Between Trust and Controversy

Between Trust
and Controversy

The Doctor-Patient Relationship
in the Renaissance

Michael Stolberg

13 September 2022 – 5 PM (CEST)

In his recent book Learned Physicians and Everyday Medicine in the Renaissance, Michael Stolberg has offered a wide-ranging account of the training, self-fashioning, and medical practice of “ordinary” learned physicians in the sixteenth century, especially in the German-speaking territories.

In this lecture, he will focus on a major aspect of his book, namely the interactions between physicians and their patients.

Drawing on physicians’ personal notebooks, practice journals, and similar sources this lecture will reconstruct the multifaceted lived reality of this relationship detailing, in particular, the different types and degrees of intensity of their interaction, from one-off consultations in the physician’s house or just based on uroscopy to long-term relationships with whole families.

This lecture will also discuss the issue of fees and fair payment and the widespread belief of patients and their relatives that the physician’s honorarium should depend on the success of his cure, all the while outlining the challenges and dangers to their reputation that physicians faced when they were treating incurable and terminal patients.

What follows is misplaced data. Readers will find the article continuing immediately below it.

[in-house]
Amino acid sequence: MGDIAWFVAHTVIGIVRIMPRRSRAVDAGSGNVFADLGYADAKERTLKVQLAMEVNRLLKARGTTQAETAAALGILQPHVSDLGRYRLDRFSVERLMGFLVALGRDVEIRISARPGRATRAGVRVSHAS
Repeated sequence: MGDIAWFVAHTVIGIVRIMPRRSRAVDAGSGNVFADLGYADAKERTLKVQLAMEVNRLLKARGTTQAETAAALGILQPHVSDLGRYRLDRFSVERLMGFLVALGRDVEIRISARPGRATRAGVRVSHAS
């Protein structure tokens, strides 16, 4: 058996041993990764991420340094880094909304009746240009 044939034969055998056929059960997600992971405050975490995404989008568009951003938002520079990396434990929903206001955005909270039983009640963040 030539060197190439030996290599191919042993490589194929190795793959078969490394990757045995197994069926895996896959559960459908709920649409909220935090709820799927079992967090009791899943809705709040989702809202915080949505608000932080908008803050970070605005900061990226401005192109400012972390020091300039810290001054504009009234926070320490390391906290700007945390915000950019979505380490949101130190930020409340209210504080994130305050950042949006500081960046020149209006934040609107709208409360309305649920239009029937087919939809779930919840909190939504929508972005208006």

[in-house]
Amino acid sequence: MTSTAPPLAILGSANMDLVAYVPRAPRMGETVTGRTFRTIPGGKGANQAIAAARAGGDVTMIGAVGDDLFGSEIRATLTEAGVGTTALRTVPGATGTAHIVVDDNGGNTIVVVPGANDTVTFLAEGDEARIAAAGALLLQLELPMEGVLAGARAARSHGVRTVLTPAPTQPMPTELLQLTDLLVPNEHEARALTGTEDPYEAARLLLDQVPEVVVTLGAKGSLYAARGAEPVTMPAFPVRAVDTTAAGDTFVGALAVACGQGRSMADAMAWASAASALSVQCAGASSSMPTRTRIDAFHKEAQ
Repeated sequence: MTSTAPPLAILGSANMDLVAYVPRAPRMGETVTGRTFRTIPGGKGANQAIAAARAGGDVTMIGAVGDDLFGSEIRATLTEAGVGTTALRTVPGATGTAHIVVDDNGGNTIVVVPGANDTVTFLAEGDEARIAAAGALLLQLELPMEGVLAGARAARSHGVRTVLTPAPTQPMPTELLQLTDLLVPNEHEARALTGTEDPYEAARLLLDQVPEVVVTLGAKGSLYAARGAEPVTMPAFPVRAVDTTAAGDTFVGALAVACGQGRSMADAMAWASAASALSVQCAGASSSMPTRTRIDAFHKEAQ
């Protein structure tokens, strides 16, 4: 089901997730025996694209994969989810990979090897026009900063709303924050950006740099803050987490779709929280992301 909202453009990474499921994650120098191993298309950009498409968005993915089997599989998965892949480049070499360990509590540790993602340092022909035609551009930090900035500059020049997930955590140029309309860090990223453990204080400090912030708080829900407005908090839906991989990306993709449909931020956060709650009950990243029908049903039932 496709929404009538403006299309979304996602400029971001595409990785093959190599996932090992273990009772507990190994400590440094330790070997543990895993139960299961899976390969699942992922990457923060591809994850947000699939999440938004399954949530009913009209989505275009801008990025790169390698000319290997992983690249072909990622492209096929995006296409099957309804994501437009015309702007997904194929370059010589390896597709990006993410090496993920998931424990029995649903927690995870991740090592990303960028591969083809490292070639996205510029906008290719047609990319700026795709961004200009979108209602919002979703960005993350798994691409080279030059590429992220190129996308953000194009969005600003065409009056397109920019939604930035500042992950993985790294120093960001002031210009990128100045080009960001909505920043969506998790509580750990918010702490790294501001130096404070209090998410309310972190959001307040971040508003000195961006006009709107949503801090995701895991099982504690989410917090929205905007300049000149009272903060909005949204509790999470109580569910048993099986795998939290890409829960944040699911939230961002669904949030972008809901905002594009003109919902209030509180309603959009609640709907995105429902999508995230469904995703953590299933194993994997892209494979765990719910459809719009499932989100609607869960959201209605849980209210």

A special emphasis will also be laid on the complex balance of power in the relationship between patients and families on the one hand and learned physicians on the other, which forced physicians, among others, to offer detailed and comprehensible explanations of their diagnosis and treatment, making the bedside a major site for the dissemination of learned medical knowledge.

About the Speaker ...

Michael Stolberg is chair of History of Medicine at the Julius Maximilian University of Würzburg.
Originally trained as a physician, he received a PhD in history and philosophy at the University of Munich in 1994. From 1995, he held fellowships in Venice, Cambridge, and Munich. Since 2004 he has been chair of the history of medicine at the University of Würzburg, Germany. He has published widely on learned medical theory and practice, the patient experience, and body history in early modern Europe. Amongst his recent books it is worth mentioning Uroscopy in Early Modern Europe (2016), Gelehrte Medizin und ärztlicher Alltag in der Renaissance (2020) recently translated into English as Learned Physicians and Everyday Medical Practice in the Renaissance (2021). Forthcoming this year is also the much-awaited Gabrielle Falloppia, 1522/23-1562: The Life and Work of a Renaissance Anatomist (Routledge, 2022)
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